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    The issue with this is readability. Parameter packs and variadic templates seem like the future and easy to read (when you know how they work).

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6 months ago, # |
  Vote: I like it +11 Vote: I do not like it

I use something like this

#define gg(...) [](const auto&...x){ char c='='; cerr<<#__VA_ARGS__<<" "; ((cerr<<exchange(c,',')<<" "<<x),...); cerr<<endl; }(__VA_ARGS__);

usage the same

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6 months ago, # |
  Vote: I like it +8 Vote: I do not like it

I simply straight up copied tourist's debugging template

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6 months ago, # |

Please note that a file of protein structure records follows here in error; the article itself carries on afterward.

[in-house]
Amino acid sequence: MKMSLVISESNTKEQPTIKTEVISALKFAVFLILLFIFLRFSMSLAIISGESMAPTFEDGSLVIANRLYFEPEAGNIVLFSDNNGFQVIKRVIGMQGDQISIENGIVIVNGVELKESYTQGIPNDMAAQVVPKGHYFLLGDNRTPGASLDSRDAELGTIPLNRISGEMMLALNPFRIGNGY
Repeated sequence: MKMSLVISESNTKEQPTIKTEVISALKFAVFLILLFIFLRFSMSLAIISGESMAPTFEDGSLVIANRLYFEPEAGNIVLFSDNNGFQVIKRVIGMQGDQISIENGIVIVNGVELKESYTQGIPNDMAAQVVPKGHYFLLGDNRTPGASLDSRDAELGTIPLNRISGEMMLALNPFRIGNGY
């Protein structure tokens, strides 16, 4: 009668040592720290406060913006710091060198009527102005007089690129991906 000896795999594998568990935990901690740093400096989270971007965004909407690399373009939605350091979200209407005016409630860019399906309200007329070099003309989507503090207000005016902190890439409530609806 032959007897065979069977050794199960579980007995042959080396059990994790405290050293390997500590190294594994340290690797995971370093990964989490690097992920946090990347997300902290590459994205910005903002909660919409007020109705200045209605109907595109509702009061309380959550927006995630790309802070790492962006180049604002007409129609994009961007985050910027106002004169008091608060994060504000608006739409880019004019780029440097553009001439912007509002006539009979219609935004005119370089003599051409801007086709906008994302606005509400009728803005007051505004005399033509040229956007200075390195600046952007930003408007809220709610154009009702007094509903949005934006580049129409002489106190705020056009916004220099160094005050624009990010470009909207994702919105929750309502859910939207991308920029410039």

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Thanks but you still have to comment it out before submitting. Maybe use cerr ?

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    6 months ago, # ^ |
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    what is the benefit to use cerr?

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      6 months ago, # ^ |
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      You dont have to comment your debug line during submitting for judging, you can leave there as it is. cerr prints its contents to a separate error log.

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6 months ago, # |
Rev. 3   Vote: I like it +18 Vote: I do not like it

I did some research and searched for very good debugging techniques and templates. So this is what I felt is the best method for debugging, and this works for several stl containers including maps and even policy based data structures.

Here is the template:

myprettyprint.hpp

Now, you might be feel that this would make my default template a lot more scary and confusing. So a solution to that is to use the #ifndef ONLINE_JUDGE preprocessor directive, and include the debug template as a .hpp file.

main template